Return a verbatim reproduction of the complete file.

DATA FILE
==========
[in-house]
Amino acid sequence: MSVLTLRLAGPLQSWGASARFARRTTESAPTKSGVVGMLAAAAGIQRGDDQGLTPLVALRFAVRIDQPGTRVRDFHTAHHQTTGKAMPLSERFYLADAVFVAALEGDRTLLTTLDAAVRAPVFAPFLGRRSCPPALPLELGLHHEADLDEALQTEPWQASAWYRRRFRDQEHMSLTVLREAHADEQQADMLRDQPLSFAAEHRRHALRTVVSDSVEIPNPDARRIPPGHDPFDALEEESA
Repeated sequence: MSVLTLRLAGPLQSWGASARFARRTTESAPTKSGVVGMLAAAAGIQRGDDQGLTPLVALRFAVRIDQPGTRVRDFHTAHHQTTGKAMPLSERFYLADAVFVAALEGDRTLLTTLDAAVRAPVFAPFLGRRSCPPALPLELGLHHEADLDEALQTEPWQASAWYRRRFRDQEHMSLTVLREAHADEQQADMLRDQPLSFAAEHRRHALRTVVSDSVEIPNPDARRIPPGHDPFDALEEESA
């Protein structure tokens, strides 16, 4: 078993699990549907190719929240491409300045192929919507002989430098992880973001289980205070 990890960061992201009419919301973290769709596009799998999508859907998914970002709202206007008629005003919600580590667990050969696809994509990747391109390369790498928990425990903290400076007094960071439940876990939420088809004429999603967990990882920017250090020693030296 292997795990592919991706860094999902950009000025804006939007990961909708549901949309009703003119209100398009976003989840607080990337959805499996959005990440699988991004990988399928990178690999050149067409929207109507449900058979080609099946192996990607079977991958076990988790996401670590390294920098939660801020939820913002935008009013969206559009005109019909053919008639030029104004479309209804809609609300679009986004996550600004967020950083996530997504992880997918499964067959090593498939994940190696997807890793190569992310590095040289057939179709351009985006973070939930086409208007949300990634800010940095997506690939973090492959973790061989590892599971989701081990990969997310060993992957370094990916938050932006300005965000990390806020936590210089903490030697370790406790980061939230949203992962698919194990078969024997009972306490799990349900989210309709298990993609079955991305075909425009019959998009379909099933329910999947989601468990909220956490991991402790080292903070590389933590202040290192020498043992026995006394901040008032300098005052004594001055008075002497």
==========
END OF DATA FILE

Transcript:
[in-house]
Amino acid sequence: MSVLTLRLAGPLQSWGASARFARRTTESAPTKSGVVGMLAAAAGIQRGDDQGLTPLVALRFAVRIDQPGTRVRDFHTAHHQTTGKAMPLSERFYLADAVFVAALEGDRTLLTTLDAAVRAPVFAPFLGRRSCPPALPLELGLHHEADLDEALQTEPWQASAWYRRRFRDQEHMSLTVLREAHADEQQADMLRDQPLSFAAEHRRHALRTVVSDSVEIPNPDARRIPPGHDPFDALEEESA
Repeated sequence: MSVLTLRLAGPLQSWGASARFARRTTESAPTKSGVVGMLAAAAGIQRGDDQGLTPLVALRFAVRIDQPGTRVRDFHTAHHQTTGKAMPLSERFYLADAVFVAALEGDRTLLTTLDAAVRAPVFAPFLGRRSCPPALPLELGLHHEADLDEALQTEPWQASAWYRRRFRDQEHMSLTVLREAHADEQQADMLRDQPLSFAAEHRRHALRTVVSDSVEIPNPDARRIPPGHDPFDALEEESA
């Protein structure tokens, strides 16, 4: 078993699990549907190719929240491409300045192929919507002989430098992880973001289980205070 990890960061992201009419919301973290769709596009799998999508859907998914970002709202206007008629005003919600580590667990050969696809994509990747391109390369790498928990425990903290400076007094960071439940876990939420088809004429999603967990990882920017250090020693030296 292997795990592919991706860094999902950009000025804006939007990961909708549901949309009703003119209100398009976003989840607080990337959805499996959005990440699988991004990988399928990178690999050149067409929207109507449900058979080609099946192996990607079977991958076990988790996401670590390294920098939660801020939820913002935008009013969206559009005109019909053919008639030029104004479309209804809609609300679009986004996550600004967020950083996530997504992880997918499964067959090593498939994940190696997807890793190569992310590095040289057939179709351009985006973070939930086409208007949300990634800010940095997506690939973090492959973790061989590892599971989701081990990969997310060993992957370094990916938050932006300005965000990390806020936590210089903490030697370790406790980061939230949203992962698919194990078969024997009972306490799990349900989210309709298990993609079955991305075909425009019959998009379909099933329910999947989601468990909220956490991991402790080292903070590389933590202040290192020498043992026995006394901040008032300098005052004594001055008075002497």